Structured Programming  «Prev  Next»
Lesson 1
Structured Programming
This module examines the fundamental concepts of structured programming. After completing the module you will have the skills and knowledge necessary to:
  1. Describe structured programming
  2. Identify disadvantages of unstructured programs
  3. Describe and use pseudocode
  4. Describe the three control flow constructs of structured programming
  5. Identify advantages of using subprograms

To begin this module, we will define what structured programming is.
Structured programming is a programming methodology aimed at improving the quality and development time of a computer program by making extensive use of functions, block structures and repetitive loops.
This is in contrast to using simple tests and jumps such as the goto statement which could lead to spaghetti code which is difficult both to follow and to maintain.
It emerged in the 1960s particularly from a famous letter with regards to the "Go To" Statement Considered Harmful, from Edsger Dijkstra in 1968. This was supported theoretically by the structured program theorem, and practically by the emergence of languages such as ALGOL with suitably rich control structures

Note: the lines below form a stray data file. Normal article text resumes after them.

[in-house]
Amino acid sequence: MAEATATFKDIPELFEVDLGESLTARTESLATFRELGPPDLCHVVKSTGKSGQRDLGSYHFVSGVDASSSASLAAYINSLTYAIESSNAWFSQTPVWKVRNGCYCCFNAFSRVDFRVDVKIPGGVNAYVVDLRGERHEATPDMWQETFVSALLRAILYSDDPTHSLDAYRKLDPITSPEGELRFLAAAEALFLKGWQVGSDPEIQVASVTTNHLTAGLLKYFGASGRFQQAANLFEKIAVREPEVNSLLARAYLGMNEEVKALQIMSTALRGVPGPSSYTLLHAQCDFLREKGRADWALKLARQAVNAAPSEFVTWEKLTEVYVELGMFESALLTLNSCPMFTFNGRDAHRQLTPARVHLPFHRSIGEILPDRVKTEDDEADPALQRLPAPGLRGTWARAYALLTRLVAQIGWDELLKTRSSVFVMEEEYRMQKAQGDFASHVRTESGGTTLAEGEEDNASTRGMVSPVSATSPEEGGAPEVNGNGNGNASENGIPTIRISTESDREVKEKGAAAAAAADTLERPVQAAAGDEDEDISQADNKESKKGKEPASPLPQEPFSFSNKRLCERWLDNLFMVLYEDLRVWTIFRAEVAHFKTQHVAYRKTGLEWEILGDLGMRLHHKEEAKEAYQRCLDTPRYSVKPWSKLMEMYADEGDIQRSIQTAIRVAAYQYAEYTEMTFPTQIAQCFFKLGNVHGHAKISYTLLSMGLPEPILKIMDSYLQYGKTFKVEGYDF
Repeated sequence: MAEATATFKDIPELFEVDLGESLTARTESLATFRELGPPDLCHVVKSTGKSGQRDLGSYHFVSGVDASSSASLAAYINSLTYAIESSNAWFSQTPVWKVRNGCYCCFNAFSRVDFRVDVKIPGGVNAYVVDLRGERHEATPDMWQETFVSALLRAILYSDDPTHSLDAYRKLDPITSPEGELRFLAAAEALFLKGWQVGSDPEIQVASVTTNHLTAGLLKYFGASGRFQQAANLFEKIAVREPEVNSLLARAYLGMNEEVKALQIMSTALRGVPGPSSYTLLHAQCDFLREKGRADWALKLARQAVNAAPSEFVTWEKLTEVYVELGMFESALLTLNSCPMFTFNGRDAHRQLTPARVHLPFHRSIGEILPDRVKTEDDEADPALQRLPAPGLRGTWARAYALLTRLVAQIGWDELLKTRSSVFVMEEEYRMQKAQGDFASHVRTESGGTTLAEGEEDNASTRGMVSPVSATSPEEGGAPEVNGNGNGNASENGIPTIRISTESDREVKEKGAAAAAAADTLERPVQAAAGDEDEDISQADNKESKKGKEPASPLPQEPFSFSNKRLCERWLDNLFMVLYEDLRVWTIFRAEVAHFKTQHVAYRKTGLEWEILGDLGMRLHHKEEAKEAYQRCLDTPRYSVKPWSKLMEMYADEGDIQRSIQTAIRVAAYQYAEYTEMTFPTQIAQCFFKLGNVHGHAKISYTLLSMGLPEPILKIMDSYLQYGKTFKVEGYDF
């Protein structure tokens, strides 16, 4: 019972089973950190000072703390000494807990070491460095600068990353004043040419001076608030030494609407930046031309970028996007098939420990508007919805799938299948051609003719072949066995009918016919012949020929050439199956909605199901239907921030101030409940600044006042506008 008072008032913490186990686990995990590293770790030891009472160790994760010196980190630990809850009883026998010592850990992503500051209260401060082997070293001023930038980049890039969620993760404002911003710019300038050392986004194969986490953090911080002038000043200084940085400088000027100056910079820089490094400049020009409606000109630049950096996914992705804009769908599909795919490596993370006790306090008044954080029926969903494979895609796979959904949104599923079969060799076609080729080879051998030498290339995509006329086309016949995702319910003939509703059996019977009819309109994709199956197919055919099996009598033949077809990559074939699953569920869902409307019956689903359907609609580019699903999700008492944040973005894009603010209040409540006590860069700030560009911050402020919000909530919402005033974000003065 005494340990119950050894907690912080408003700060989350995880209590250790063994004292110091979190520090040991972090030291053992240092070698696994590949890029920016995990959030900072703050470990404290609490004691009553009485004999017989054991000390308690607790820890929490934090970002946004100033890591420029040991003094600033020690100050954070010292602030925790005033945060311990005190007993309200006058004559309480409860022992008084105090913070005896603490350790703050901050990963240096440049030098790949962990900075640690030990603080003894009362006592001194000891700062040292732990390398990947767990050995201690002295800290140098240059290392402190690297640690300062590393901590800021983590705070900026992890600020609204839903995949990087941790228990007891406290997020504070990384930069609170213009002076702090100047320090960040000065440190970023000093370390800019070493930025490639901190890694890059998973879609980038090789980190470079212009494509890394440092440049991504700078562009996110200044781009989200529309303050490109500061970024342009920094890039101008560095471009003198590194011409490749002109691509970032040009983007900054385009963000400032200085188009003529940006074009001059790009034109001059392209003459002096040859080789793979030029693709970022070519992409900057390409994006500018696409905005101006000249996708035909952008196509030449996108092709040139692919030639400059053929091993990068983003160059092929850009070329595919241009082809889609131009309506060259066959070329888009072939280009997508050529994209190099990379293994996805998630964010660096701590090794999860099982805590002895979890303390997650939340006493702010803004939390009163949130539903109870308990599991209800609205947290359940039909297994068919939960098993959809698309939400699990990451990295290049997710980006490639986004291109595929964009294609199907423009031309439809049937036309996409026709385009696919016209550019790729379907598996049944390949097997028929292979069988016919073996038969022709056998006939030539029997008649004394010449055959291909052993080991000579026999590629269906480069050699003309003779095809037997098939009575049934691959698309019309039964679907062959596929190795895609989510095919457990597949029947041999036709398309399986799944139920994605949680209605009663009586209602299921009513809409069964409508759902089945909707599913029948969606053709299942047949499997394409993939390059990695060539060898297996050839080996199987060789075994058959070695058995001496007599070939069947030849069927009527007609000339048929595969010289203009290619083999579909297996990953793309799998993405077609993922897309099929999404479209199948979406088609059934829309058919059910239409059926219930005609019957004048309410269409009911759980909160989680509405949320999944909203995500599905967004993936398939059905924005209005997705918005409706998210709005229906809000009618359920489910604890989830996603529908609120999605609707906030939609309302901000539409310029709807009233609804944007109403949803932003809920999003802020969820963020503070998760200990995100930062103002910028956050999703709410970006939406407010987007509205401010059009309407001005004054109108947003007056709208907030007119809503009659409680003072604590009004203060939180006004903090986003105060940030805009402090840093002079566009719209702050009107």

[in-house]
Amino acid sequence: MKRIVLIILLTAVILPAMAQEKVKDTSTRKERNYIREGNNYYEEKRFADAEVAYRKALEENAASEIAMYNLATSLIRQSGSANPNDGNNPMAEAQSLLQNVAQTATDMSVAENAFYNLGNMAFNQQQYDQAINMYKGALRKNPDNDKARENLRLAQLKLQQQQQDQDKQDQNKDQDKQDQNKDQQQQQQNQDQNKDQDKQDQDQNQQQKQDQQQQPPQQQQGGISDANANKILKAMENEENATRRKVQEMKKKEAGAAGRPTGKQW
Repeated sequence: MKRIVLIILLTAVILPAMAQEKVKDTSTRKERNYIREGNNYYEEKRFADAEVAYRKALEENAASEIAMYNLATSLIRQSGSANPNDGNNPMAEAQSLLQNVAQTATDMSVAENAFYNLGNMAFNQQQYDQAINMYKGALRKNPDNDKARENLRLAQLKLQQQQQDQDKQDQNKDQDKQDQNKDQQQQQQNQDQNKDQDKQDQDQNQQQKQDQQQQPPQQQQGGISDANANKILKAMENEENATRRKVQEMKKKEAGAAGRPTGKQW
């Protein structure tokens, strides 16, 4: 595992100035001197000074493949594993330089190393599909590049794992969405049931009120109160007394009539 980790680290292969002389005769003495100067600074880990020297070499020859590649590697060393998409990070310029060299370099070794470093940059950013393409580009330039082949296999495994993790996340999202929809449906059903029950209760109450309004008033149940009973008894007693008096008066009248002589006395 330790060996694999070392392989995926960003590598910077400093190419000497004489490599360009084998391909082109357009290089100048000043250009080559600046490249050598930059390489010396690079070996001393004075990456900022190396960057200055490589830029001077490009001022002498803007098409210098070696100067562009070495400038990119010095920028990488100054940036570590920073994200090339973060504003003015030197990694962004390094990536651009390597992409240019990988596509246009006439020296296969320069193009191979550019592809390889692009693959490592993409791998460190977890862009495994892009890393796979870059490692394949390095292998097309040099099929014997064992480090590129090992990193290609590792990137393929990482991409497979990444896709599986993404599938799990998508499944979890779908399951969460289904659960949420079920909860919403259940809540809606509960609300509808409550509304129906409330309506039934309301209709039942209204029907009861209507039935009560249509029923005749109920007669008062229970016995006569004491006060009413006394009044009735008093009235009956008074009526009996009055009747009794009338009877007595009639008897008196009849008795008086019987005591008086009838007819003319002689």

Structured programming is a subset of procedural programming that enforces a logical structure on the program being written to make it more efficient and easier to understand and modify. Certain languages such as Ada, Pascal, and Fortran 90 are designed with features that encourage or enforce a logical program structure.
Structured programming frequently employs a top-down design model, in which developers map out the overall program structure into separate subsections. A defined function is coded in a separate module or subroutine, allowing the code to be loaded into memory more efficiently. After a module has been tested individually, it is then integrated with other modules into the overall program flow.
Program flow follows a simple hierarchical model that employs looping constructs such as for "repeat," and "while" and use of the "Go To" statement is prohibited.
Structured programming allows any computer program to be written with just three structures: decisions, sequences, and loops. Edsger Dijkstra's article, Go To Statement Considered Harmful was significant in the trend towards structured programming. In the methodology employed by Dijkstra, the developer separates programs into subsections that each have only one point of access and one point of exit.